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Again, with the no decision for the starter who pitched a masterful outing because a consistently good reliever turned spotty of late gave up a very inconveniently timed and placed home run.  Really, it’s just infuriating.  Lester pitched seven innings, gave up a run on two hits, walked two, and struck out eleven.  But according to the records, he has nothing to show for it.  The kid has officially found his form.  He’s pitching like he’s always pitched, he’s found his rhythm, and ladies and gentlemen, we’ve got another ace.  Okajima came in in relief; nothing wrong there.  In fact, Okajima got a hold.  Then, Ramon Ramirez came in to pitch the ninth.  You know, the one we traded Coco Crisp for? The one who’s always been lights out? The one who’s only given up six runs this season? Well, make it seven, because Ryan Howard hit one out to tie it.  Masterson, Saito, and Bard held the fort through thirteen until we won it.  Bard earned his first Major League save.

If you ask me, it shouldn’t have had to come to that, but when you’re facing an American League pitcher and you’re in a National League ballpark, you won’t exactly end up scoring and slugging left and right.  Makes for a pretty interesting contest.  But putting that aside, it could’ve been worse.  We could’ve been the Phillies, who played their third consecutive extra-inning game last night.  So their bullpen was shot to begin with, and they still had to use five relievers just to lose.  Meanwhile, our bullpen came into last night with a 2.88 ERA, good for the best in baseball.  No relief from our relievers for the opposition.  I like it.  And during the game you could see Jonathan Papelbon sitting in the bullpen trying to take it all in.  He’s happy-go-lucky but make no mistake, he’s a competitor, and there are few things more painful to a competitive athlete than to have to sit idly by and watch a train wreck in progress while not being able to do anything about it.  Okay, it wasn’t exactly a train wreck, but anytime Ramon Ramirez gives up a run of any sort, stop the presses.  But all in all, like I said, it was a very interesting game, and it was one of those games that helped to show us what we’re made of.  Because we were in a National League park, the usual defensive changes had to be made, which means key bats had to be benched to make room for others.  On top of that, there were day-off issues.  So everyone had more or less to stretch beyond their comfort zones a little bit to fill some strange roles, but at the end of the night, we did it, and that says something about the versatility dirt-doggedness of our guys.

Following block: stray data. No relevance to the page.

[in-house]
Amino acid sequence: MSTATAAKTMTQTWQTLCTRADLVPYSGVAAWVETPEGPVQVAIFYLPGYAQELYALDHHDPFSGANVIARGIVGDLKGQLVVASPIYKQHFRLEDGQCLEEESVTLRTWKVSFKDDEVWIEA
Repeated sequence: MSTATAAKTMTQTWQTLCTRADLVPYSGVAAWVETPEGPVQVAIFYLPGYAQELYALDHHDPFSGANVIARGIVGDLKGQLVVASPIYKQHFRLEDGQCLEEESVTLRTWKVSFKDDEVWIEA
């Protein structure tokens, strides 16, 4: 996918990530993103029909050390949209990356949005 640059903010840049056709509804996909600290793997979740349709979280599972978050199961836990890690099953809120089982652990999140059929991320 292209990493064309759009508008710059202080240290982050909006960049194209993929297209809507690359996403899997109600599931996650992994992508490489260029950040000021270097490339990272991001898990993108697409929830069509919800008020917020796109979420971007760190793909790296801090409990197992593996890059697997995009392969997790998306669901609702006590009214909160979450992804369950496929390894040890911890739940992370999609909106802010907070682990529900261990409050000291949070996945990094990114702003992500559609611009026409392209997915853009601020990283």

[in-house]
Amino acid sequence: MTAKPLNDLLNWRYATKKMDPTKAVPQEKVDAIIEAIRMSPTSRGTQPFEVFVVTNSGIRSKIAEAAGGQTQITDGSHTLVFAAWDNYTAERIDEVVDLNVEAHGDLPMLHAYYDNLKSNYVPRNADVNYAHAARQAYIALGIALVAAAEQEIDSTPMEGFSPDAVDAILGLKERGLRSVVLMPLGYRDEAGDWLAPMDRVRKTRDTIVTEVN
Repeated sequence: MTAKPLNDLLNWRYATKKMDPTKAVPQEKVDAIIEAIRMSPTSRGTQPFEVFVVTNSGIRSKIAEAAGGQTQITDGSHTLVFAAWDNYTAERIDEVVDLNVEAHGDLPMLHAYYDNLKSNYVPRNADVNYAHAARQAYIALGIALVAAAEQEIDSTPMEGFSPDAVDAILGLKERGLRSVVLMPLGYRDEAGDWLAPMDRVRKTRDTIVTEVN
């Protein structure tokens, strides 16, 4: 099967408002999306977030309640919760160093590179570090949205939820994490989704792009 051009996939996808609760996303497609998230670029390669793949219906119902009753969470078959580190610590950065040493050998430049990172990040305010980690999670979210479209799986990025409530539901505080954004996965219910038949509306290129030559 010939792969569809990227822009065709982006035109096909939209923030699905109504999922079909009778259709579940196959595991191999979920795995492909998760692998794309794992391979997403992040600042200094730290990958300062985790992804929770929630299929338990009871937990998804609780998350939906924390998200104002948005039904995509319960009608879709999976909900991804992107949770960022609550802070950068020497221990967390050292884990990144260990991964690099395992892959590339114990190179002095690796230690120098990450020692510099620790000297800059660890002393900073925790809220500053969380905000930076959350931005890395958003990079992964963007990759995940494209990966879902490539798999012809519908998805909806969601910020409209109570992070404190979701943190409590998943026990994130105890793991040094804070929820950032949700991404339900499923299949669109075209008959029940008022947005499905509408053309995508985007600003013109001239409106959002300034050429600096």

We ended up winning, 5-2. We had two home runs on the night, both to opposite fields.  Youk hit a solo shot to right center to lead off the fourth and extends his hitting streak to six games, and Drew hit a solo shot to left center with two out in the fifth.  Then Ellsbury (single with the bases loaded), Green (sac fly), and Lowell (RBI single to left field) put together a three-run rally in the thirteenth to end it, and that also was a textbook display of staying with the pitcher, studying his motions, adapting, and manufacturing runs.  Bay went two for five with a walk and a run.  Ellsbury finished his night two for six, and it was good to see him swinging the bat good as new.  He played the whole game.  All thirteen innings in center field.  That’s a great sign.  Not surprisingly, none of our pitches got a hit.

Dice-K’s at Antonio Bastardo tonight, and he’s going to have to do some deep pitching and give the ‘pen a rest.  Speaking of starting pitching, we seem to have too much.  John Smoltz is almost done with rehab.  Clay Buchholz has been waiting in the wings since Spring Training.  Justin Masterson is technically a starter.  And Brad Penny’s already said that he won’t be satisfied with a bullpen role.  Why would he? He’s still got plenty of starter material.  So Theo and Tito have some decisions to make, and this should be interesting.

In other news, in the interest of sportsmanship I tip my cap to the Pittsburgh Penguins.  Congratulations on forcing a Game Seven with Detroit.  Congratulations on getting it done without Marian Hossa, who thought he’d have a better chance at lifting the cup in a Red Wings jersey.  Congratulations on your Stanley Cup victory.